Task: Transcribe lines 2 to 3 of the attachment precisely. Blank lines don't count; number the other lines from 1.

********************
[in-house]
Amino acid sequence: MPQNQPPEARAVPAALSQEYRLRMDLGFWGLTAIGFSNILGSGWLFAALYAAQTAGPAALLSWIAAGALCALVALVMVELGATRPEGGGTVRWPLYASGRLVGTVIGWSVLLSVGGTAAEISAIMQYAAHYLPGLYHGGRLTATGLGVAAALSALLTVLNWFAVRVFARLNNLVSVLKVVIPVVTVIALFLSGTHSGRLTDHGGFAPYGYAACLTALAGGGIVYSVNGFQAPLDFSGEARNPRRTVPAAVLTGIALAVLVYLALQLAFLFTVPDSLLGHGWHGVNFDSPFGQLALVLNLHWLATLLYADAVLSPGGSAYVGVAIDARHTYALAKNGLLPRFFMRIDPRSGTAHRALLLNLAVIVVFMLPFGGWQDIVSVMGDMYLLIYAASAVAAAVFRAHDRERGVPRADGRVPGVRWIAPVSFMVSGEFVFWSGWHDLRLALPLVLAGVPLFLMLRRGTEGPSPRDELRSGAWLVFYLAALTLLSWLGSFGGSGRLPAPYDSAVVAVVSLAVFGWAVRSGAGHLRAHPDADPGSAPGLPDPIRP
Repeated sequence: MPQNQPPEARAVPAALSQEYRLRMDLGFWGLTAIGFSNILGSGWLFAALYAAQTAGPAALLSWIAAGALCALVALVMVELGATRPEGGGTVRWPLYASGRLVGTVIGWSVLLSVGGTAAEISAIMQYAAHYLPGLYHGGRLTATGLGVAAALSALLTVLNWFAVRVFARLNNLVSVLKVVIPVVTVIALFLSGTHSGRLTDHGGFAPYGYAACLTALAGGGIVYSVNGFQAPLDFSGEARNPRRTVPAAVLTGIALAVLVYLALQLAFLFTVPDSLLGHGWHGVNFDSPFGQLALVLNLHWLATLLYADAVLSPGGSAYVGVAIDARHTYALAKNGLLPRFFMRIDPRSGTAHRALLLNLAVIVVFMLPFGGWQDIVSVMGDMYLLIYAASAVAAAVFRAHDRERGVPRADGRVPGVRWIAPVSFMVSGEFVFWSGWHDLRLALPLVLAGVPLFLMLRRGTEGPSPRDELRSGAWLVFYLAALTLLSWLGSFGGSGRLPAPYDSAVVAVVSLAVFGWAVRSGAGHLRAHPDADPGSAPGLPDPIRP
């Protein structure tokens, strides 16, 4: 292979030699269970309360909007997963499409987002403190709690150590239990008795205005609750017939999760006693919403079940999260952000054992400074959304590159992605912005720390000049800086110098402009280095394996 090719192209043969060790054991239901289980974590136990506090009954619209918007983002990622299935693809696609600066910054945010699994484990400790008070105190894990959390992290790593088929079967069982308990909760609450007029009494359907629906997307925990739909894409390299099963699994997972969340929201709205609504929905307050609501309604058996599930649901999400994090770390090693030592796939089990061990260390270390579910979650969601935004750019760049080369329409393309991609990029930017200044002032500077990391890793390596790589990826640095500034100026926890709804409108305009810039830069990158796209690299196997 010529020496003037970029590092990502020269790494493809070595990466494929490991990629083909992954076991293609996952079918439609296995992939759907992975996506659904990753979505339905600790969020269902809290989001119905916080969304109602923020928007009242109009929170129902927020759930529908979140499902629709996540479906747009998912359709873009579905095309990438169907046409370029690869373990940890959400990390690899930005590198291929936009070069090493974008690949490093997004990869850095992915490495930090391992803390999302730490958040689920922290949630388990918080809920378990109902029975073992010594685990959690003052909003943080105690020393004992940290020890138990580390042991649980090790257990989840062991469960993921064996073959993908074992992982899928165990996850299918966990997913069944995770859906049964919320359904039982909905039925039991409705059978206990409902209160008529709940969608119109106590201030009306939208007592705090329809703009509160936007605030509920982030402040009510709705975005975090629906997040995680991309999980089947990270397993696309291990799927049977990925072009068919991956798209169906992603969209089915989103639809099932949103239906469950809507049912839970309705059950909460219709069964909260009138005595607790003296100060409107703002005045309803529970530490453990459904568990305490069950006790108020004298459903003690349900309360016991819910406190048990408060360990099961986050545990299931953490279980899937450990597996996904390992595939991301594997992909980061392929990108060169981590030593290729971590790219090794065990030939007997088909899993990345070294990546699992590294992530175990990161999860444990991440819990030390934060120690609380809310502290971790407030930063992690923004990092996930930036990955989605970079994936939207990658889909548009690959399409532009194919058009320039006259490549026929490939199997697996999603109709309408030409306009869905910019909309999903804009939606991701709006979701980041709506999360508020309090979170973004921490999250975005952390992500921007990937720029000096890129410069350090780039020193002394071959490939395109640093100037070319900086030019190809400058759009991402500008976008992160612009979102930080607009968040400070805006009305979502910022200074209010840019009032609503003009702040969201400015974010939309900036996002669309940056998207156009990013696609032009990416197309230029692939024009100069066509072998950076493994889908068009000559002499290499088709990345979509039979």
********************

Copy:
Amino acid sequence: MPQNQPPEARAVPAALSQEYRLRMDLGFWGLTAIGFSNILGSGWLFAALYAAQTAGPAALLSWIAAGALCALVALVMVELGATRPEGGGTVRWPLYASGRLVGTVIGWSVLLSVGGTAAEISAIMQYAAHYLPGLYHGGRLTATGLGVAAALSALLTVLNWFAVRVFARLNNLVSVLKVVIPVVTVIALFLSGTHSGRLTDHGGFAPYGYAACLTALAGGGIVYSVNGFQAPLDFSGEARNPRRTVPAAVLTGIALAVLVYLALQLAFLFTVPDSLLGHGWHGVNFDSPFGQLALVLNLHWLATLLYADAVLSPGGSAYVGVAIDARHTYALAKNGLLPRFFMRIDPRSGTAHRALLLNLAVIVVFMLPFGGWQDIVSVMGDMYLLIYAASAVAAAVFRAHDRERGVPRADGRVPGVRWIAPVSFMVSGEFVFWSGWHDLRLALPLVLAGVPLFLMLRRGTEGPSPRDELRSGAWLVFYLAALTLLSWLGSFGGSGRLPAPYDSAVVAVVSLAVFGWAVRSGAGHLRAHPDADPGSAPGLPDPIRP
Repeated sequence: MPQNQPPEARAVPAALSQEYRLRMDLGFWGLTAIGFSNILGSGWLFAALYAAQTAGPAALLSWIAAGALCALVALVMVELGATRPEGGGTVRWPLYASGRLVGTVIGWSVLLSVGGTAAEISAIMQYAAHYLPGLYHGGRLTATGLGVAAALSALLTVLNWFAVRVFARLNNLVSVLKVVIPVVTVIALFLSGTHSGRLTDHGGFAPYGYAACLTALAGGGIVYSVNGFQAPLDFSGEARNPRRTVPAAVLTGIALAVLVYLALQLAFLFTVPDSLLGHGWHGVNFDSPFGQLALVLNLHWLATLLYADAVLSPGGSAYVGVAIDARHTYALAKNGLLPRFFMRIDPRSGTAHRALLLNLAVIVVFMLPFGGWQDIVSVMGDMYLLIYAASAVAAAVFRAHDRERGVPRADGRVPGVRWIAPVSFMVSGEFVFWSGWHDLRLALPLVLAGVPLFLMLRRGTEGPSPRDELRSGAWLVFYLAALTLLSWLGSFGGSGRLPAPYDSAVVAVVSLAVFGWAVRSGAGHLRAHPDADPGSAPGLPDPIRP